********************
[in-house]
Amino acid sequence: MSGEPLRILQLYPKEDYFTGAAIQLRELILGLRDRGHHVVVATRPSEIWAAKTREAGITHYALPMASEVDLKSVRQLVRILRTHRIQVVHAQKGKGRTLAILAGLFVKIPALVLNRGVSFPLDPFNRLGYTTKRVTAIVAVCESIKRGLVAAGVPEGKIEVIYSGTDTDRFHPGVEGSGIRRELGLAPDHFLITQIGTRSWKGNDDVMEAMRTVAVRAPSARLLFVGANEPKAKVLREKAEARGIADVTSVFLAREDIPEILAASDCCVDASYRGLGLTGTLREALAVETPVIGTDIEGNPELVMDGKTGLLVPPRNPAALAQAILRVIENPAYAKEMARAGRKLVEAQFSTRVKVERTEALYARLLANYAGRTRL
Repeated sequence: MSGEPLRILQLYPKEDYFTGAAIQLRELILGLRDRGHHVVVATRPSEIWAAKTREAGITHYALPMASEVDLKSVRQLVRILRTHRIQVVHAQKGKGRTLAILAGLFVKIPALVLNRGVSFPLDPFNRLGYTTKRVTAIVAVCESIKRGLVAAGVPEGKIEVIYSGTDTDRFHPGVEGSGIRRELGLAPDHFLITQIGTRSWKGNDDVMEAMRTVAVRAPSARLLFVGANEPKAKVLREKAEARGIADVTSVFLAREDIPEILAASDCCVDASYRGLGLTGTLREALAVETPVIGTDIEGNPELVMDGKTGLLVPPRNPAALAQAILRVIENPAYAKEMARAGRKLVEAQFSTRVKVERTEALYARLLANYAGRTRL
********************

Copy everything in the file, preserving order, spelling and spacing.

[in-house]
Amino acid sequence: MSGEPLRILQLYPKEDYFTGAAIQLRELILGLRDRGHHVVVATRPSEIWAAKTREAGITHYALPMASEVDLKSVRQLVRILRTHRIQVVHAQKGKGRTLAILAGLFVKIPALVLNRGVSFPLDPFNRLGYTTKRVTAIVAVCESIKRGLVAAGVPEGKIEVIYSGTDTDRFHPGVEGSGIRRELGLAPDHFLITQIGTRSWKGNDDVMEAMRTVAVRAPSARLLFVGANEPKAKVLREKAEARGIADVTSVFLAREDIPEILAASDCCVDASYRGLGLTGTLREALAVETPVIGTDIEGNPELVMDGKTGLLVPPRNPAALAQAILRVIENPAYAKEMARAGRKLVEAQFSTRVKVERTEALYARLLANYAGRTRL
Repeated sequence: MSGEPLRILQLYPKEDYFTGAAIQLRELILGLRDRGHHVVVATRPSEIWAAKTREAGITHYALPMASEVDLKSVRQLVRILRTHRIQVVHAQKGKGRTLAILAGLFVKIPALVLNRGVSFPLDPFNRLGYTTKRVTAIVAVCESIKRGLVAAGVPEGKIEVIYSGTDTDRFHPGVEGSGIRRELGLAPDHFLITQIGTRSWKGNDDVMEAMRTVAVRAPSARLLFVGANEPKAKVLREKAEARGIADVTSVFLAREDIPEILAASDCCVDASYRGLGLTGTLREALAVETPVIGTDIEGNPELVMDGKTGLLVPPRNPAALAQAILRVIENPAYAKEMARAGRKLVEAQFSTRVKVERTEALYARLLANYAGRTRL